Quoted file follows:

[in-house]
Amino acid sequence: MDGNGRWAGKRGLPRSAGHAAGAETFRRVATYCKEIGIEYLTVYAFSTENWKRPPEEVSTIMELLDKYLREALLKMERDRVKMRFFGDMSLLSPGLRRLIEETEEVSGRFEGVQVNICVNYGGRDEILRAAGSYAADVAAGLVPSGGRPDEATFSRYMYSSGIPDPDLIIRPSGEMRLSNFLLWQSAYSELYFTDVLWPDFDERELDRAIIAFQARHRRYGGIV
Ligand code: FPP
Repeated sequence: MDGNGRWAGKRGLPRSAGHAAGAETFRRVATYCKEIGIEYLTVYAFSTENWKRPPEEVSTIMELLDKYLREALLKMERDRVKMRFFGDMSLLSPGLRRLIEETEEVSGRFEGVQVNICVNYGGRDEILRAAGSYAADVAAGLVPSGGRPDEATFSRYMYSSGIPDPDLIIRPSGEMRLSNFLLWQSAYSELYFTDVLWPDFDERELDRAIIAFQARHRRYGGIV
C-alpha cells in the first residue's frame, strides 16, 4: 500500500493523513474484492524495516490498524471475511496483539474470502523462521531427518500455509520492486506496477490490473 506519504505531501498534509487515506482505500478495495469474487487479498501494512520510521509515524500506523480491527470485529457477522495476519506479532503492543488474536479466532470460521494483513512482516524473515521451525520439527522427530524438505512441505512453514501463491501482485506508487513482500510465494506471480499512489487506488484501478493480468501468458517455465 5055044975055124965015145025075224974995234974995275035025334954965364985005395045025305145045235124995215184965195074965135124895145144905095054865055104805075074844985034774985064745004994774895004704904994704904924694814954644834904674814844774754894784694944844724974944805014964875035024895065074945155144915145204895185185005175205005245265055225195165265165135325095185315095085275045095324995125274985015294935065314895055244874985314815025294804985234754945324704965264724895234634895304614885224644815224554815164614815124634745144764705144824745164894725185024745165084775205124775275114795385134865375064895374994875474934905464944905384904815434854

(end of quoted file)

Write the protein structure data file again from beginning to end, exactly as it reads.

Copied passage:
[in-house]
Amino acid sequence: MDGNGRWAGKRGLPRSAGHAAGAETFRRVATYCKEIGIEYLTVYAFSTENWKRPPEEVSTIMELLDKYLREALLKMERDRVKMRFFGDMSLLSPGLRRLIEETEEVSGRFEGVQVNICVNYGGRDEILRAAGSYAADVAAGLVPSGGRPDEATFSRYMYSSGIPDPDLIIRPSGEMRLSNFLLWQSAYSELYFTDVLWPDFDERELDRAIIAFQARHRRYGGIV
Ligand code: FPP
Repeated sequence: MDGNGRWAGKRGLPRSAGHAAGAETFRRVATYCKEIGIEYLTVYAFSTENWKRPPEEVSTIMELLDKYLREALLKMERDRVKMRFFGDMSLLSPGLRRLIEETEEVSGRFEGVQVNICVNYGGRDEILRAAGSYAADVAAGLVPSGGRPDEATFSRYMYSSGIPDPDLIIRPSGEMRLSNFLLWQSAYSELYFTDVLWPDFDERELDRAIIAFQARHRRYGGIV
C-alpha cells in the first residue's frame, strides 16, 4: 500500500493523513474484492524495516490498524471475511496483539474470502523462521531427518500455509520492486506496477490490473 506519504505531501498534509487515506482505500478495495469474487487479498501494512520510521509515524500506523480491527470485529457477522495476519506479532503492543488474536479466532470460521494483513512482516524473515521451525520439527522427530524438505512441505512453514501463491501482485506508487513482500510465494506471480499512489487506488484501478493480468501468458517455465 5055044975055124965015145025075224974995234974995275035025334954965364985005395045025305145045235124995215184965195074965135124895145144905095054865055104805075074844985034774985064745004994774895004704904994704904924694814954644834904674814844774754894784694944844724974944805014964875035024895065074945155144915145204895185185005175205005245265055225195165265165135325095185315095085275045095324995125274985015294935065314895055244874985314815025294804985234754945324704965264724895234634895304614885224644815224554815164614815124634745144764705144824745164894725185024745165084775205124775275114795385134865375064895374994875474934905464944905384904815434854